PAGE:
Friends: The last group I reference as mentors are my friends. Daily I am impressed by their courage and acts of kindness. They are making a difference and constantly mentoring me by providing ideas which I can emulate. My friend Renee is always giving. If you admire a piece of jewelry she is wearing she will more likely than not promptly take it off and give it to you as a gift. She mentors me about how to have a generous and giving heart. My friend Carolyn always has a sunny and positive disposition. She says daily that you have to expect a miracle. She mentors me to be positive and expect the unexpected! My friend Janet gives generously to her friends. On a trip we took to France she insisted on using her American Express miles, of which she has many, to book and pay for our hotel rooms. She has many, many miles and thought why not use them to not only pay for her hotel room but for mine. She mentored and taught me how to give creatively and generously. I have always and still continue to give miles away for flights but never thought about other opportunities that are available. Because of my friend Janet, I have expanded my way of thinking now.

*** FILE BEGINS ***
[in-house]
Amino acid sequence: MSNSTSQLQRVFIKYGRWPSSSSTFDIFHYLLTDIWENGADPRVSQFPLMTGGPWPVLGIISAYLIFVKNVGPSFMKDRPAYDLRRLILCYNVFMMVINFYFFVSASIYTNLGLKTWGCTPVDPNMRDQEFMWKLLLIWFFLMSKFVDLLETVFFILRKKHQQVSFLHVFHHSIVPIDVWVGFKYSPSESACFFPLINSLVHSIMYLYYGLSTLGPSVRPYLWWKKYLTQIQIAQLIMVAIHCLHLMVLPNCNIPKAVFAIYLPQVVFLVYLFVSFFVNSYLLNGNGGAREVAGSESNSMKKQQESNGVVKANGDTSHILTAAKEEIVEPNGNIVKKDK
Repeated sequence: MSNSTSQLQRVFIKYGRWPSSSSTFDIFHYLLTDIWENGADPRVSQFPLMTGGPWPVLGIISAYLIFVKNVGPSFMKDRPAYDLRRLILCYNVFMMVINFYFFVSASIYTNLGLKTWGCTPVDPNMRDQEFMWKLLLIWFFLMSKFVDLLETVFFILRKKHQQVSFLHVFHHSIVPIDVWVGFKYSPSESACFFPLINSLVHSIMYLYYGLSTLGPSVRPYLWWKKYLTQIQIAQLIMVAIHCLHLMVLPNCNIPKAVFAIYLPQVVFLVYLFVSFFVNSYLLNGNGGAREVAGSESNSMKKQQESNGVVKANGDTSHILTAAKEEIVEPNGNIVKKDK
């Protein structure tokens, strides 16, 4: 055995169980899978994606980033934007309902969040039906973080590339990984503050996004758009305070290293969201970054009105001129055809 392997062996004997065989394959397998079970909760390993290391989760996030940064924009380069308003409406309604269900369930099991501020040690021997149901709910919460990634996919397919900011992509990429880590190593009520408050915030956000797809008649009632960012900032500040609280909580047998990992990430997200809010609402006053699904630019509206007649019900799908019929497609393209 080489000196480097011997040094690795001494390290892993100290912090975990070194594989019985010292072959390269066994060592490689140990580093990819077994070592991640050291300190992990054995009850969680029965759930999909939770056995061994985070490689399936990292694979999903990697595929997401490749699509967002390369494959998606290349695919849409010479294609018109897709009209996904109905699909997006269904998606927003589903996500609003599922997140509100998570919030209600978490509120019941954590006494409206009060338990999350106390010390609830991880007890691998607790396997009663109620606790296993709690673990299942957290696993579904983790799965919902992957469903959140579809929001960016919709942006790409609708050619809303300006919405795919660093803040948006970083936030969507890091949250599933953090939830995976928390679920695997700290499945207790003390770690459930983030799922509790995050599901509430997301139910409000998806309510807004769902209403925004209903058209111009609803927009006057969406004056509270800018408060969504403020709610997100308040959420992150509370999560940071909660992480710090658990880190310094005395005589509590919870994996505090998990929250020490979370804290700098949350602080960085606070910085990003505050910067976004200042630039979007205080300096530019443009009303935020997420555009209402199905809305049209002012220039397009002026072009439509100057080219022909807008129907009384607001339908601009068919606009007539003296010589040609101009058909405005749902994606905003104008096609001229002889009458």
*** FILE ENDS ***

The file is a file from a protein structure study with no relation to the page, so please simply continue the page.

The above examples are personal and ones you can use to think about how you were mentored by your family, people at your school and your friends. Here are five recommendations and tips on the importance of groups and/or programs that can help you find a mentor or mentor program that will Make A Difference (M.A.D.):
- Boys and Girls Clubs have mentoring programs. Check them out. They are making a difference in many communities for children and their families!
- The Girl Scouts as well as the Boy Scouts have mentoring programs; investigate to see if you could serve as a mentor or enroll your child in one of their programs.
- Hire a coach to focus on your career or life objectives. Sometimes an outsider is just who you need to mentor you. To find one start by doing a simple search on the Internet for those coaches in your geographic area.
- Find someone you respect in your community or in the field you are interested in working in and ask if they will mentor you.
- Many companies have mentor programs. If you are interested in being mentored or serving as a mentor, contact the human resources office of your company to start the progress.
Bonus Tip: Make a financial contribution to a nonprofit organization focused on mentoring such as the Boy Scouts, Girl Scouts, or Big Brothers Big Sisters. By doing this you will be ensuring these programs are around and making a difference!
In these economically challenging times, we often can use a buddy or pal to help us through. This year consider formalizing that work by having or being a mentor. By doing so you will Making A Difference (M.A.D)!